The O'Reilly Author Showcase at Data Day

O'Reilly authors have been a part of Data Day Texas since the very beginning. Some of those who've presented over the years are: Gwen Shapira, Holden Karau, Jay Kreps, Emil Efrim, WesMcKinney, Sandy Ryza, Russell Jurney, Ted Dunning, Eric Sammer, Josh Wills, Julia Silge, Sean Owen, Amy Hodler, Andy Petrella, Ryan Mitchell, Joey Echeverria, Denise Gosnell, Matthias Broecheler, Matthew Russell, Eric Lubow, Eli Bressert, Matthew Kirk, Carl Anderson, Ed Capriolo, Charity Majors, Jeff Carpenter, Tim Bergland, Ryan Boyd, David Robinson, Hadley Wickham, Laine Campbell, Hari Shreedharan, Dean Wampler, Mark Grover,
Bonny Mclain, Patrick McFadin, and many more.

Based on enthusiastic response from our attendees, we’re bringing back the O'Reilly Author Showcase for Data Day Texas 2024. We’ll be hosting book signings, office hours, and Ask Me Anything sessions. Here’s your chance to meet the authors and ask questions in person. We've just begun to confirm speakers, and will be announcing more in the coming weeks.

The O'Reilly Author Showcase from Data Day Texas 2015.


Confirmed Authors for 2024


Susan Shu Chang, Machine Learning Interviews

In Machine Learning Interviews, author Susan Shu Chang shows how to tackle the ML hiring process.
As tech products become more prevalent today, the demand for machine learning professionals continues to grow. But the responsibilities and skill sets required of ML professionals still vary drastically from company to company, making the interview process difficult to predict. Susan will take you through the highly selective recruitment process by sharing hard-won lessons she learned along the way. You'll quickly understand how to successfully navigate your way through typical ML interviews.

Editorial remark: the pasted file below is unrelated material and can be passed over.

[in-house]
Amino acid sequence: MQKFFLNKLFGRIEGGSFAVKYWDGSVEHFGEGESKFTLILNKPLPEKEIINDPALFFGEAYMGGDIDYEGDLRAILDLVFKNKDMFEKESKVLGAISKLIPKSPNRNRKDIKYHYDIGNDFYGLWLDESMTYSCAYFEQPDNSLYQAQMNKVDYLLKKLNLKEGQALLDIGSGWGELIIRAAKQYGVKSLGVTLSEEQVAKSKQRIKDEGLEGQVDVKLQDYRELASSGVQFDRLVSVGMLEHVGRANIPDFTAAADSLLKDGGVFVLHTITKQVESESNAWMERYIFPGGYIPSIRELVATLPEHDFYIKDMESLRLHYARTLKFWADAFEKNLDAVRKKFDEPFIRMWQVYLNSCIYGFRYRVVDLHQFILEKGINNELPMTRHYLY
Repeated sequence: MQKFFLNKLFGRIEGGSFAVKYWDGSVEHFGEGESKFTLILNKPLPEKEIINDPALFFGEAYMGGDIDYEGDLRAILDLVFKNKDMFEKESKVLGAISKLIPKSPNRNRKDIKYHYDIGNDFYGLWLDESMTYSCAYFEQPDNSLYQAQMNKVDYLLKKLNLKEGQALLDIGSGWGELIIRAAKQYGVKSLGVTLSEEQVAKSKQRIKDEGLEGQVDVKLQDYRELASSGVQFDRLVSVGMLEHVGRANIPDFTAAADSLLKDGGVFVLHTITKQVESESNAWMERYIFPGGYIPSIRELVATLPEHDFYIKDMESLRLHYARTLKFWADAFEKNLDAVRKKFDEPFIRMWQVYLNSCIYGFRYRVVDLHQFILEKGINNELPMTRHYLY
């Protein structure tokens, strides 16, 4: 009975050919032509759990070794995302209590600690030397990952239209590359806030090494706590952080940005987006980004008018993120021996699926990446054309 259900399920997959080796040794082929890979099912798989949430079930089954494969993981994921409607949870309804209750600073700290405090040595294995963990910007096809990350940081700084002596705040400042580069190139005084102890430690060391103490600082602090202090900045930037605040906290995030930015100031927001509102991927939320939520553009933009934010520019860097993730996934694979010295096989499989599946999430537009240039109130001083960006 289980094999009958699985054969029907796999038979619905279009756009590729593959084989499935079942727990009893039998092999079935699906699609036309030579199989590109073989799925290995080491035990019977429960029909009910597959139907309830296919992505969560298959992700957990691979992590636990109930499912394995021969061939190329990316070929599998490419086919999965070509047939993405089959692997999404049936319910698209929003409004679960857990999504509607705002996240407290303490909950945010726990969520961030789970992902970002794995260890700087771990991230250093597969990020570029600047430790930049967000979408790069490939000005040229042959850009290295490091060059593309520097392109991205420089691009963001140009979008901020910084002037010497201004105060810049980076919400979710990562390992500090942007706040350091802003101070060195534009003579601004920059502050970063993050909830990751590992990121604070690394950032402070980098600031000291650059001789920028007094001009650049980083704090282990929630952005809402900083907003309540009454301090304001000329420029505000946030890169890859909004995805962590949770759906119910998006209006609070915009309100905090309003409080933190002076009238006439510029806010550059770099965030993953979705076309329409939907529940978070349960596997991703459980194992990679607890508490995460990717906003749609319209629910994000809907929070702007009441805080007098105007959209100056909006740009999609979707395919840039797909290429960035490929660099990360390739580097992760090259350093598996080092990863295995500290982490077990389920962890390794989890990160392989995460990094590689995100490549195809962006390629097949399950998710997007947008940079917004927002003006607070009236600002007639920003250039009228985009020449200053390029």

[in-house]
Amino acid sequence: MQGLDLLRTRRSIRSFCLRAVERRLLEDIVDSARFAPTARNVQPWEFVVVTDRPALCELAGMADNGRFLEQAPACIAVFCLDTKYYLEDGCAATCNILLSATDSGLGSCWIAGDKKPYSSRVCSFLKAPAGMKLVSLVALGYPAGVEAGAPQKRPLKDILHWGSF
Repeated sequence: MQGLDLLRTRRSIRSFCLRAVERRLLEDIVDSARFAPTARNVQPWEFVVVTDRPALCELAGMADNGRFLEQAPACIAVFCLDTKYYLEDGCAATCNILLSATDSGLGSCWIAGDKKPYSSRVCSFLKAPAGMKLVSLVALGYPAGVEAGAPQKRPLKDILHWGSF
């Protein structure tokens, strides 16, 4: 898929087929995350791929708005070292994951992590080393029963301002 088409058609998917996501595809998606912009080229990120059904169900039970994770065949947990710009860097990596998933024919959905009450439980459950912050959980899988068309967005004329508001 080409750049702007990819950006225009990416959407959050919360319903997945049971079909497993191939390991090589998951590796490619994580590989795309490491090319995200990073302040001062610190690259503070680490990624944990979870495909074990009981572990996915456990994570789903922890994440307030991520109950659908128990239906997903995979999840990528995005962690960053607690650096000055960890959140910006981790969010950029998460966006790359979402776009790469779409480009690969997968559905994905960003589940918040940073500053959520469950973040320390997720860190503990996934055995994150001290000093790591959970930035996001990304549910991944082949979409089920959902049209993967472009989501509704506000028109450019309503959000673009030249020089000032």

Ole Olesen-Bagneux, Enterprise Data Catalog

In The Enterprise Data Catalog, author Ole Olesen-Bagneux explains the benefits of implementing a data catalog. He shows how to organize data for your catalog, search for what you need, and manage data within the catalog. The book is written from both a data management perspective as well as from a library and information science perspective. Among the topics covered are: what is a data catalog and how it can help your organization, how to organize data and its sources into domains and describe them with metadata, how to search data using simple-to-complex search techniques and learn to browse in domains, data lineage, and graphs, and how to manage the data in your company via a data catalog. The book then shows how to implement a data catalog in a way that exactly matches the strategic priorities of your organization, and finally what the future has in store for data catalogs.


Ron Itelman, Unifying Business, Data, and Code

In Unifying Business, Data, and Code, co-authors Ron Itelman and Juan Cruz Viotti show how to collaborate more effectively and design intelligent systems without having to become a data scientist. Map your team, objectives, data, actions, and outcomes as a holistic network and discover connections that may not always be obvious. You'll learn how to reveal hidden root problems and explain how information flows across your organizational networks in order to innovate better, faster.


Andy Petrella, Fundamentals of Data Observability